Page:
Georgia Executes Man For 1996 Murder Despite Juror's Racist Statement

Kenneth Fults had asked the U.S. Supreme Court to halt his execution after racist comments were made by a juror after the trial.

Georgia executed a black man Tuesday convicted of brutally killing a white woman in the mid-1990s, despite a last minute appeal based on one juror's racist comments after the trial.

According to court documents, Fults forced his way into 19-year-old Cathy Bounds' home in 1996 as part of a burglary. She begged for her life and offered up her jewelry, but Fults shot her five times in the back of the head anyway. Fults eventually pleaded guilty to her murder.

However, one of the jurors who sentenced him to death, Thomas Buffington, wrote in a sworn affidavit after the trial that "I don’t know if [Fults] ever killed anybody, but that n****r got just what should have happened. Once he pled guilty, I knew I would vote for the death penalty because that’s what that n****r deserved.”

Before Buffington was allowed to serve as a juror, he was asked if he had any racial prejudices. He said no. He signed the affidavit in 2005 and has since died.

Fults and his attorneys argued Buffington's racism tainted the trial and, as a result, the execution should be canceled. He asked the U.S. Supreme Court to intervene — a request the state opposed. He also asked for a stay of his execution until the court decides what to do with the case.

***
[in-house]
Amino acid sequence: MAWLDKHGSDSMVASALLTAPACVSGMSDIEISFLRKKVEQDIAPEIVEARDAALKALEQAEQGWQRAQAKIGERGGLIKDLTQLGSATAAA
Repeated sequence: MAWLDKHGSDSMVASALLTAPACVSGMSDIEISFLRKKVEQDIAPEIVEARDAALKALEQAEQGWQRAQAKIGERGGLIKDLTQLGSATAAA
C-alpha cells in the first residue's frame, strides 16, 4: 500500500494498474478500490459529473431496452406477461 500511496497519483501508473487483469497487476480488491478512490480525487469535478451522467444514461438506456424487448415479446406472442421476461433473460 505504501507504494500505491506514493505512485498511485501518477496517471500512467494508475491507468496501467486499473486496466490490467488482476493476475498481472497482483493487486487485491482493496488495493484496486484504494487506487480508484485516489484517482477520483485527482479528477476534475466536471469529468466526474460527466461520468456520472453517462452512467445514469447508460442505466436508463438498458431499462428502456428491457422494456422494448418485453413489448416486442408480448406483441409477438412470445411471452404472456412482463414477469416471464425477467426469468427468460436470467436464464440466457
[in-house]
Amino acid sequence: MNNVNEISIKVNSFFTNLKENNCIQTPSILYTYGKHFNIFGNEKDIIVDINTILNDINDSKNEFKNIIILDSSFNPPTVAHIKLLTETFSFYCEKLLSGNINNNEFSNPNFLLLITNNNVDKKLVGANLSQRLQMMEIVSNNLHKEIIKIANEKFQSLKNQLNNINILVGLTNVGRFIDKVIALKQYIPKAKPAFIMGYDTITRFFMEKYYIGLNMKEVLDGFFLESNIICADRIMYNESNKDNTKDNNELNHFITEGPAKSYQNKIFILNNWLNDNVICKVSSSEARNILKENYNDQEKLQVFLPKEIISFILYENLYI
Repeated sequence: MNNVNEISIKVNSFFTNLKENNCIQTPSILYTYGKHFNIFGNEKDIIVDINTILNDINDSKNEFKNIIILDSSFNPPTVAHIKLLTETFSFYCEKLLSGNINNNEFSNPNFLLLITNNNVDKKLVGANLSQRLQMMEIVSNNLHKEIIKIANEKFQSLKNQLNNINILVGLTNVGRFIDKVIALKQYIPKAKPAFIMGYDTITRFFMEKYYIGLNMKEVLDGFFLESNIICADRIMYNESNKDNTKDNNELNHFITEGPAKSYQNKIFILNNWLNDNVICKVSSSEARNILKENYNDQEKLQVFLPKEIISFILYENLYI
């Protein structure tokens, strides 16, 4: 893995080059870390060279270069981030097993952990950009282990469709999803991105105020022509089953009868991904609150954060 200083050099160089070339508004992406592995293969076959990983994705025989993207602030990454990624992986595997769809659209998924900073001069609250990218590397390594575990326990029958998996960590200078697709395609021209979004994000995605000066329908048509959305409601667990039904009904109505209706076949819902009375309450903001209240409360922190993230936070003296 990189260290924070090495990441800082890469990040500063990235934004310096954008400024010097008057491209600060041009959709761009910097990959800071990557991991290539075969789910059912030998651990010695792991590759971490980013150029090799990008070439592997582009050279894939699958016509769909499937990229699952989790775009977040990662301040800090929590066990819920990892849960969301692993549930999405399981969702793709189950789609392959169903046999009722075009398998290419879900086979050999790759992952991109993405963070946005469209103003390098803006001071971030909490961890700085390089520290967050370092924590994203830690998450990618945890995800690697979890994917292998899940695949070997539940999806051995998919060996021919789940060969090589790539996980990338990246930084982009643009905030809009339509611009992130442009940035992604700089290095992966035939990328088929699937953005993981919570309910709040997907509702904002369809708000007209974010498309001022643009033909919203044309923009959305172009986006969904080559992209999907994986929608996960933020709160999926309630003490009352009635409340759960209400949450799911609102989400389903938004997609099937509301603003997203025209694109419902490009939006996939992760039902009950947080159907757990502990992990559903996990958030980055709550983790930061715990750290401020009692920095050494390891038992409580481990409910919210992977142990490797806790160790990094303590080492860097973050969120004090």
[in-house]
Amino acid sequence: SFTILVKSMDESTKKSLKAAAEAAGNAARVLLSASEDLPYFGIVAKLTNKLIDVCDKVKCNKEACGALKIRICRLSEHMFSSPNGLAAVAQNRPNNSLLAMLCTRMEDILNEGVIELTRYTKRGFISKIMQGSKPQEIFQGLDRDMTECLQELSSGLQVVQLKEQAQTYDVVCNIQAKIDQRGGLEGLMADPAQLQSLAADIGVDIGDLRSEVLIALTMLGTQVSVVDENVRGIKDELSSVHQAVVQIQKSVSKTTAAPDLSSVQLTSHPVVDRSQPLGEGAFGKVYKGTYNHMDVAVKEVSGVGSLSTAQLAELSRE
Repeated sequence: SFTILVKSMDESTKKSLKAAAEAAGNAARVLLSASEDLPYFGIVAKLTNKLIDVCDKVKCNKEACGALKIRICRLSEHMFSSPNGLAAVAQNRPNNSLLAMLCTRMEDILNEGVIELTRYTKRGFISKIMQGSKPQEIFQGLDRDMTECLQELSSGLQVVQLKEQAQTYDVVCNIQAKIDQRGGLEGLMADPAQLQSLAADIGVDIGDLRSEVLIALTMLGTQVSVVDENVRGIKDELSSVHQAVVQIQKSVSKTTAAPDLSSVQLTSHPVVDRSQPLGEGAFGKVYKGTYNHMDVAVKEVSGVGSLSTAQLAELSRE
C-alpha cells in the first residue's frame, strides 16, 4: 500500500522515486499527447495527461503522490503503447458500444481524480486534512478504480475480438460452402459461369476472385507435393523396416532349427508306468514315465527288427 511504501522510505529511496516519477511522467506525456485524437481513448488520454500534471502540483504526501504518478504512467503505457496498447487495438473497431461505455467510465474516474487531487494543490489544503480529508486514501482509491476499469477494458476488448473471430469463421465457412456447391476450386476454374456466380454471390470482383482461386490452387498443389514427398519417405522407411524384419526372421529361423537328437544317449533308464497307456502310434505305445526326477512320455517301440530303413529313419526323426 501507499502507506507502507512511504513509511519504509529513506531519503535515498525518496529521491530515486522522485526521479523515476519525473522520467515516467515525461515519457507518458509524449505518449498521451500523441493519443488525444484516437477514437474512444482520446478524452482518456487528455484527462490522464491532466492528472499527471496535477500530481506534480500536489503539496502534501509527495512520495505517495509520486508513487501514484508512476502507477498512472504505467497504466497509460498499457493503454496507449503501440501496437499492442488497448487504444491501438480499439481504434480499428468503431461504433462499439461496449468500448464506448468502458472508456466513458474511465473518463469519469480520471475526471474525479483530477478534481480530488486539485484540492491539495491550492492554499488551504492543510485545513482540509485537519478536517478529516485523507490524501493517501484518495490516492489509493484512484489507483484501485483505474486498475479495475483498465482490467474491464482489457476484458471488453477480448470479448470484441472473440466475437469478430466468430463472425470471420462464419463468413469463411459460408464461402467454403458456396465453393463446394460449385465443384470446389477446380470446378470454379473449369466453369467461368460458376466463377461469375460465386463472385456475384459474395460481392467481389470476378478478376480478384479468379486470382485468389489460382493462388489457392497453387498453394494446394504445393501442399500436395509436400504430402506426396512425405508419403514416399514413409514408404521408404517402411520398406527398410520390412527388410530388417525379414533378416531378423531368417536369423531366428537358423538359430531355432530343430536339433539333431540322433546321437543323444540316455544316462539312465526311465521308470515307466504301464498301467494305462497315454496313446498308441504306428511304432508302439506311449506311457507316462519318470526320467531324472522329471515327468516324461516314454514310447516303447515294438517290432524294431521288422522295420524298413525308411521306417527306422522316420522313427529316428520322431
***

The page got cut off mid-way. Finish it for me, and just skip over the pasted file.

The Supreme Court denied the requests Tuesday afternoon.

The Georgia Board of Pardons and Paroles on Monday also had rejected Fults' clemency petition that he sought on the grounds of his troubled upbringing.

Fults died at 7:37 p.m. Tuesday, according to the state attorney general.

Last week, the high court agreed to hear a case next term concerning a Colorado juror who made racist comments about Mexicans during jury deliberations. Fults asks that the court hear his case or allow his execution to be put off until after the Colorado case, Peña Rodriguez v. Colorado, is resolved.

Georgia Attorney General Sam Olens' office argues the Supreme Court is not the proper court to weigh in on this issue, and that Fults raised the claim of juror bias too late.

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